hyperparam_range = range(1, 20)

gs_knn = GridSearchCV(pip_knn,
                      param_grid={"kneighborsclassifier__n_neighbors": hyperparam_range,
                                  "kneighborsclassifier__weights": ["uniform", "distance"]},
                      n_jobs=-1), y_train)

print("\033[1m" + "\033[0m" + "The best hyperparameters:")
print("-" * 25)
for hyperparam in gs_knn.best_params_.keys():
    print(hyperparam[hyperparam.find("__") + 2:], ": ", gs_knn.best_params_[hyperparam])

print("\033[1m" + "\033[94m" + "Best 10-folds CV f1-score: {:.2f}%.".format((gs_knn.best_score_) * 100))
The best hyperparameters:
n_neighbors :  1
weights :  uniform
Best 10-folds CV f1-score: 98.24%.
plot_conf_matrix_and_roc(gs_knn, X_test, y_test)

Logistic Regression

For logistic regression, we’ll tune three hyperparameters:

  • penalty: type of regularization, L2 or L1 regularization.
  • C: the opposite of regularization of parameter \(\lambda\). The higher C the less regularization. We’ll use values that cover the full range between unregularized to fully regularized where model is the mode of the examples’ label.
  • fit_intercept: whether to include intercept or not.

We won’t use any non-linearities such as polynomial features.

# Build logistic model classifier
pip_logmod = make_pipeline(StandardScaler(),

hyperparam_range = np.arange(0.5, 20.1, 0.5)

hyperparam_grid = {"logisticregression__penalty": ["l1", "l2"],
                   "logisticregression__C":  hyperparam_range,
                   "logisticregression__fit_intercept": [True, False]

gs_logmodel = GridSearchCV(pip_logmod,
                           n_jobs=-1), y_train)

print("\033[1m" + "\033[0m" + "The best hyperparameters:")
print("-" * 25)
for hyperparam in gs_logmodel.best_params_.keys():
    print(hyperparam[hyperparam.find("__") + 2:], ": ", gs_logmodel.best_params_[hyperparam])

print("\033[1m" + "\033[94m" + "Best 10-folds CV f1-score: {:.2f}%.".format((gs_logmodel.best_score_) * 100))
The best hyperparameters:
C :  1.0
fit_intercept :  True
penalty :  l1
Best 10-folds CV f1-score: 77.20%.
plot_conf_matrix_and_roc(gs_logmodel, X_test, y_test)

Support Vector Machine (SVM)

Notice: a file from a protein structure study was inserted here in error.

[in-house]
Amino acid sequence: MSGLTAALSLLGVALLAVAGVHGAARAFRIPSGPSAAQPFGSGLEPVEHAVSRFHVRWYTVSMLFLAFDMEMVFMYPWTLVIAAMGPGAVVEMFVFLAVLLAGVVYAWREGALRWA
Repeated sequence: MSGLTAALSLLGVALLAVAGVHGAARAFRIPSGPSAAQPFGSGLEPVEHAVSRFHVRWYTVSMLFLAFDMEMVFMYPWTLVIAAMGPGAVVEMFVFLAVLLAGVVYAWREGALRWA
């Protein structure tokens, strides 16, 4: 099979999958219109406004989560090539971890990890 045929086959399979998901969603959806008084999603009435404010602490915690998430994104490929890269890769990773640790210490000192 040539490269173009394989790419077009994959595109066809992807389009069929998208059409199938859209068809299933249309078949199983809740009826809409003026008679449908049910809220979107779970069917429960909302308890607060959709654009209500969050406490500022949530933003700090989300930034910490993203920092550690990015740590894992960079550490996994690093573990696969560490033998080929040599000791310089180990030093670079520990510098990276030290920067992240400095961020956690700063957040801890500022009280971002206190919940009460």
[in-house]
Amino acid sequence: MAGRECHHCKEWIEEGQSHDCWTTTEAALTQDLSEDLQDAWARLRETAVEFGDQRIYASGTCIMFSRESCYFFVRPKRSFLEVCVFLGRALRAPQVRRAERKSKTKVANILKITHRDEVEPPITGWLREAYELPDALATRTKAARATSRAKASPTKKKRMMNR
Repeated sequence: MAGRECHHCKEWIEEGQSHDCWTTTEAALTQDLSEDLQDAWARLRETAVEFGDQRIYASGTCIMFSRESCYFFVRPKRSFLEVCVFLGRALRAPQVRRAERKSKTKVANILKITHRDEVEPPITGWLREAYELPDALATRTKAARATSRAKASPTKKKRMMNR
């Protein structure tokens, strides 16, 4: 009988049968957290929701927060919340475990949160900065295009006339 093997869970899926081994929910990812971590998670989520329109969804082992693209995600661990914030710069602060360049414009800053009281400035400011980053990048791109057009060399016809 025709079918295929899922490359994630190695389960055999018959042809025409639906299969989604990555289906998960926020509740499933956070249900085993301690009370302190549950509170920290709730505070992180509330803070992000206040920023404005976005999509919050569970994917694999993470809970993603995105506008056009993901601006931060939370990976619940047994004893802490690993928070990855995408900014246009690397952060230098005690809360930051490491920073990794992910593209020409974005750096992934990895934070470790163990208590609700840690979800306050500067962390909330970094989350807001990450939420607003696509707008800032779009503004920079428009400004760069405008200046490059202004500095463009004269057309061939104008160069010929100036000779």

SVM is comutationally very expensive to tune it’s hyperparameters for two reasons:

  1. With big datasets, it becomes very slow.
  2. It has good number of hyperparameters to tune that takes very long time to tune on a CPU.

Therefore, we’ll use recommended hyperparameters’ values from the paper we mentioned before that showed to yield the best performane on Penn Machine Learning Benchmark 165 datasets. The hyperparameters that we usually look to tune are: - C, gamma, kernel, degree and coef0

# Build SVM classifier
clf_svc = make_pipeline(StandardScaler(),
                            probability=True)), y_train)

svc_cv_scores = cross_val_score(clf_svc,

# Print CV
print("\033[1m" + "\033[94m" + "The 10-folds CV f1-score is: {:.2f}%".format(
       np.mean(svc_cv_scores) * 100))
The 10-folds CV f1-score is: 96.38%
plot_conf_matrix_and_roc(clf_svc, X_test, y_test)


Let’s conclude by printing out the test accuracy rates for all classifiers we’ve trained so far and plot ROC curves. Finally, we’ll pick the classifier that has the highest area under ROC curve.

# Plot ROC curves for all classifiers
estimators = {"RF": clf_rf,
              "LR": gs_logmodel,
              "SVC": clf_svc,
              "GBT": gs_gb,
              "KNN": gs_knn}
plot_roc(estimators, X_test, y_test, (12, 8))

# Print out accuracy score on test data
print("The accuracy rate and f1-score on test data are:")
for estimator in estimators.keys():
    print("{}: {:.2f}%, {:.2f}%.".format(estimator,
        accuracy_score(y_test, estimators[estimator].predict(X_test)) * 100,
         f1_score(y_test, estimators[estimator].predict(X_test)) * 100))
The accuracy rate and f1-score on test data are:
RF: 99.27%, 98.44%.
LR: 76.33%, 61.29%.
SVC: 95.90%, 91.69%.
GBT: 97.97%, 95.74%.
KNN: 97.23%, 94.33%.

Even though Random Forest and Gradient Boosting Trees have almost equal auc, Random Forest has higher accuracy rate and an f1-score with 99.27% and 99.44% respectively. Therefore, we safely say Random Forest outperforms the rest of the classifiers. Let’s have a look of feature importances from Random Forest classifier.

# Refit RF classifier
clf_rf = RandomForestClassifier(n_estimators=50,
                                random_state=123), y_train)

# Plot features importance
importances = clf_rf.feature_importances_
indices = np.argsort(clf_rf.feature_importances_)[::-1]
plt.figure(figsize=(12, 6)), 18), importances[indices], align="center")
plt.xticks(range(1, 18), df.columns[df.columns != "left"][indices], rotation=90)
plt.title("Feature Importance", {"fontsize": 16});

Looks like the five most important features are: - satisfaction_level - time_spend_company - average_montly_hours - number_project - lats_evaluation

The take home message is the following: - When dealing with imbalanced classes, accuracy is not a good method for model evaluation. AUC and f1-score are examples of metrics we can use. - Upsampling/downsampling, data synthetic and using balanced class weights are good strategies to try to improve the accuracy of a classifier for imbalanced classes datasets. - GridSearchCV helps tune hyperparameters for each learning algorithm. RandomizedSearchCV is faster and may outperform GridSearchCV especially when we have more than two hyperparameters to tune. - Principal Component Analysis (PCA) isn’t always recommended especially if the data is in a good feature space and their eigen values are very close to each other. - As expected, ensemble models outperforms other learning algorithms in most cases.